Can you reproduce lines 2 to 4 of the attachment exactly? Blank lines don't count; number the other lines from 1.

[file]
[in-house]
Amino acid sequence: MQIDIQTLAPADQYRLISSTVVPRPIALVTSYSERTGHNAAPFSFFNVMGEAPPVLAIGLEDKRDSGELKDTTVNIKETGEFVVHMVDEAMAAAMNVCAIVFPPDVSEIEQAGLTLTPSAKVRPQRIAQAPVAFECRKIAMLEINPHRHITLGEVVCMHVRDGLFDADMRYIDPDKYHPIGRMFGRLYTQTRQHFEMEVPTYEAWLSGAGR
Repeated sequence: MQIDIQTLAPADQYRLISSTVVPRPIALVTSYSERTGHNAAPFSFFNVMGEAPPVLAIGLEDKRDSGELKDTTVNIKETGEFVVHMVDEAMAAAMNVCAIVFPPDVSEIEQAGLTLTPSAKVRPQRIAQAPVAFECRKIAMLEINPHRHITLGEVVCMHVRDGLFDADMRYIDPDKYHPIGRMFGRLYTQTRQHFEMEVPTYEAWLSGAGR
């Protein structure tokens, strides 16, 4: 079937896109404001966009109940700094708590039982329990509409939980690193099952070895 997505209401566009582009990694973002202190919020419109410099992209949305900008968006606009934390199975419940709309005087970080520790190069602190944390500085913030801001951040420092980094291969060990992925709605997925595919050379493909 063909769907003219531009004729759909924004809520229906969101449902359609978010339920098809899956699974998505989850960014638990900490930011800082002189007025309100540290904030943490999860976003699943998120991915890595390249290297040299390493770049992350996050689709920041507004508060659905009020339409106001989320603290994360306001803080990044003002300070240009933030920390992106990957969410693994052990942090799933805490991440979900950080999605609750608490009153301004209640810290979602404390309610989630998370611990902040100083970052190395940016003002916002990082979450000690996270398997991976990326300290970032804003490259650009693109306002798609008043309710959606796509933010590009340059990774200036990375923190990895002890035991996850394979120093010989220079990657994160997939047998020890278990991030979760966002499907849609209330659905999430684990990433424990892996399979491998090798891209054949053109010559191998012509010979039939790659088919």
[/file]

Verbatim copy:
Amino acid sequence: MQIDIQTLAPADQYRLISSTVVPRPIALVTSYSERTGHNAAPFSFFNVMGEAPPVLAIGLEDKRDSGELKDTTVNIKETGEFVVHMVDEAMAAAMNVCAIVFPPDVSEIEQAGLTLTPSAKVRPQRIAQAPVAFECRKIAMLEINPHRHITLGEVVCMHVRDGLFDADMRYIDPDKYHPIGRMFGRLYTQTRQHFEMEVPTYEAWLSGAGR
Repeated sequence: MQIDIQTLAPADQYRLISSTVVPRPIALVTSYSERTGHNAAPFSFFNVMGEAPPVLAIGLEDKRDSGELKDTTVNIKETGEFVVHMVDEAMAAAMNVCAIVFPPDVSEIEQAGLTLTPSAKVRPQRIAQAPVAFECRKIAMLEINPHRHITLGEVVCMHVRDGLFDADMRYIDPDKYHPIGRMFGRLYTQTRQHFEMEVPTYEAWLSGAGR
């Protein structure tokens, strides 16, 4: 079937896109404001966009109940700094708590039982329990509409939980690193099952070895 997505209401566009582009990694973002202190919020419109410099992209949305900008968006606009934390199975419940709309005087970080520790190069602190944390500085913030801001951040420092980094291969060990992925709605997925595919050379493909 063909769907003219531009004729759909924004809520229906969101449902359609978010339920098809899956699974998505989850960014638990900490930011800082002189007025309100540290904030943490999860976003699943998120991915890595390249290297040299390493770049992350996050689709920041507004508060659905009020339409106001989320603290994360306001803080990044003002300070240009933030920390992106990957969410693994052990942090799933805490991440979900950080999605609750608490009153301004209640810290979602404390309610989630998370611990902040100083970052190395940016003002916002990082979450000690996270398997991976990326300290970032804003490259650009693109306002798609008043309710959606796509933010590009340059990774200036990375923190990895002890035991996850394979120093010989220079990657994160997939047998020890278990991030979760966002499907849609209330659905999430684990990433424990892996399979491998090798891209054949053109010559191998012509010979039939790659088919």